SOME people might see the build-up to an All-Ireland final as being nothing more than a distraction before the big day. Not Brendan Cummins.
“I gave between 2001 and 2008 watching the finals and not playing in them, so there’s great excitement about this final,” said the Tipp goalkeeper. “It’s where we all wanted to be.”
The netminder gave an honest assessment of Tipp’s march to the final. For him, the big success was how the side proved they had the hunger to get there.
“The whole country might have said it would be another Tipp and Kilkenny final, but having stuck through all the battles it’s great to know that we still have it in the tank to get back to this stage,” he said. “It hasn’t been a familiar spot for Tipperary, to show consistency, but for this group of players has done that. Now, winning the final is the most important thing.”
Making the final as champions also provided a new viewpoint for Cummins. Now Tipp can relate to how Kilkenny felt before the 2010 decider.
“We know what Kilkenny felt like last year,” he said. “Even though they were going for the five in a row and history, there’s a bit of history in it for us too not having put two All-Irelands together for almost 50 years (1964 and 1965).
“There’s always pressure going into a final - everyone will give you all the stats - but I see it as a great opportunity to win a medal, one that might not come around too often,” he added.
“We’ll have to really focused on the job in hand, prepare yourself even better than you did every other year because I think this year it’s going to take an even bigger push to beat Kilkenny; they don’t have that weight of history on their shoulders. They have a full strength team and no distractions.”
Even in Tipp, the players knew of the pressure Brian Cody’s side faced as they moved towards hurling history.
“There was bound to be pressure on them - there were thousands in at their training sessions,” he said. “That’s huge pressure on amateurs, but that’s what goes with the success they had. Tipp players have seen that over the last 12 months, the hype that surrounds winning an All-Ireland.
“We’ve only won one,” he added. “Can you imagine what it was like to have four and then be aiming for five?”
It’s that talk of success that seems to be the spur driving Cummins on. Until last year he had just one All-Ireland medal in his possession, but a hunger for more.
“Supporters have huge expectations and we want to deliver on them, but you have to live with that,” he said. “Kilkenny have set the bar with the belief that having one All-Ireland is fine, but winning two, three or even four is what you want for your career.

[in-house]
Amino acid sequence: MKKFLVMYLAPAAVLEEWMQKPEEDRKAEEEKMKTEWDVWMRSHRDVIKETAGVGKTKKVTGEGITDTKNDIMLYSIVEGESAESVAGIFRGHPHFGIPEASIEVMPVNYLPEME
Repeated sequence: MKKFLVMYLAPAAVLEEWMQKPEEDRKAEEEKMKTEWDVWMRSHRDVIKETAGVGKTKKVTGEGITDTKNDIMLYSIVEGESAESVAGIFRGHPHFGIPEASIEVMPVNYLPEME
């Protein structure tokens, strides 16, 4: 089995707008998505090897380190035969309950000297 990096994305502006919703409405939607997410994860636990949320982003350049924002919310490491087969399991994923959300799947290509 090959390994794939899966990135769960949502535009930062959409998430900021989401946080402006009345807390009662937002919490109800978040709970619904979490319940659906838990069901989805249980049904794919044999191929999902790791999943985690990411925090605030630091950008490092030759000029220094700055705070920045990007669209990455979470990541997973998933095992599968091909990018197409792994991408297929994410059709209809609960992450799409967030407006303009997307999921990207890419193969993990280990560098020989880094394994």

“In 2001, when we would have won the All-Ireland, we applied the handbrake - and then gave several years stuck in reverse. That’s not acceptable; I think the new generation of player believes that.”
It’s apparent that Cummins takes a lot from Kilkenny’s hunger of wanting to win as much as possible, to not remain content with just one title.
“Subconsciously we were happy with what we had done (in 2001), but the group of players we have now have won minor and under-21 All-Irelands,” he said. “They have grown up under the shadow of Kilkenny having won so much and now they want a piece of the action.
“They have great enthusiasm, so I don’t need to drive them along - they’re the ones driving me. Under-age success has been a huge help to spur these guys along at senior level, which is something we didn’t have in 2001.”
And a spur, if it’s needed, will be the chance to play in what could be a trilogy of quality hurling finals.
“I’ve watched both games, maybe the 2009 final more than last year’s,” he said. “When you win it’s great, but when you lose it’s really to find out what went wrong and how things could have been better.
“They certainly were electric games – the ball moves around at 100 miles an hour and every mistake was punished; it seems like guys move on to ball and nothing is fumbled – possession and getting it is key. If you don’t have it, it’s damn hard to get it because Kilkenny don’t waste it no more than we do. If you cough up possession it could be fatal.
“You can see the concentration etched on the faces of the players in both games; it’s really intense,” he added. “That’s the way it has to be when you’re going for the big prize.”